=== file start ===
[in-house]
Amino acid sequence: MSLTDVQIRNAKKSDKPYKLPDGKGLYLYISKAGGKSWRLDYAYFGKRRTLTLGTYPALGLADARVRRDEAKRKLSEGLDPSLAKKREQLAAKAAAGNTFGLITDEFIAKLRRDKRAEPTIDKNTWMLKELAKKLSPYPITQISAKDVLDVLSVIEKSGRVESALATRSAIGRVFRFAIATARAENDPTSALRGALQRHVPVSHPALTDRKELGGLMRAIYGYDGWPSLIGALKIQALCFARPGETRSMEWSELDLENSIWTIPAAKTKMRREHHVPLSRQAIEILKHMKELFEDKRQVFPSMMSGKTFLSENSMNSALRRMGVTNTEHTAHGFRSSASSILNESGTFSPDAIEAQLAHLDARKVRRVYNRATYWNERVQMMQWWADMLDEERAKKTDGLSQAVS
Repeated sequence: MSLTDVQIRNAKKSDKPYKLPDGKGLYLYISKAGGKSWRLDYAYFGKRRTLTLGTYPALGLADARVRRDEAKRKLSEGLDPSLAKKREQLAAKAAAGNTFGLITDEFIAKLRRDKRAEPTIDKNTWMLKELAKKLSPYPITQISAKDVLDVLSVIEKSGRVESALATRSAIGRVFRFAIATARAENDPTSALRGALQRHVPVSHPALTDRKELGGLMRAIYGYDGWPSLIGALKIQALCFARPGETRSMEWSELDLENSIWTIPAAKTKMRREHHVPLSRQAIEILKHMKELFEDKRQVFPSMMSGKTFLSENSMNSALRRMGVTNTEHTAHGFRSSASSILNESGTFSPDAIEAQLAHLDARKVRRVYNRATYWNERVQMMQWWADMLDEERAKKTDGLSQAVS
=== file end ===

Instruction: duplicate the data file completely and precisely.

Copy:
[in-house]
Amino acid sequence: MSLTDVQIRNAKKSDKPYKLPDGKGLYLYISKAGGKSWRLDYAYFGKRRTLTLGTYPALGLADARVRRDEAKRKLSEGLDPSLAKKREQLAAKAAAGNTFGLITDEFIAKLRRDKRAEPTIDKNTWMLKELAKKLSPYPITQISAKDVLDVLSVIEKSGRVESALATRSAIGRVFRFAIATARAENDPTSALRGALQRHVPVSHPALTDRKELGGLMRAIYGYDGWPSLIGALKIQALCFARPGETRSMEWSELDLENSIWTIPAAKTKMRREHHVPLSRQAIEILKHMKELFEDKRQVFPSMMSGKTFLSENSMNSALRRMGVTNTEHTAHGFRSSASSILNESGTFSPDAIEAQLAHLDARKVRRVYNRATYWNERVQMMQWWADMLDEERAKKTDGLSQAVS
Repeated sequence: MSLTDVQIRNAKKSDKPYKLPDGKGLYLYISKAGGKSWRLDYAYFGKRRTLTLGTYPALGLADARVRRDEAKRKLSEGLDPSLAKKREQLAAKAAAGNTFGLITDEFIAKLRRDKRAEPTIDKNTWMLKELAKKLSPYPITQISAKDVLDVLSVIEKSGRVESALATRSAIGRVFRFAIATARAENDPTSALRGALQRHVPVSHPALTDRKELGGLMRAIYGYDGWPSLIGALKIQALCFARPGETRSMEWSELDLENSIWTIPAAKTKMRREHHVPLSRQAIEILKHMKELFEDKRQVFPSMMSGKTFLSENSMNSALRRMGVTNTEHTAHGFRSSASSILNESGTFSPDAIEAQLAHLDARKVRRVYNRATYWNERVQMMQWWADMLDEERAKKTDGLSQAVS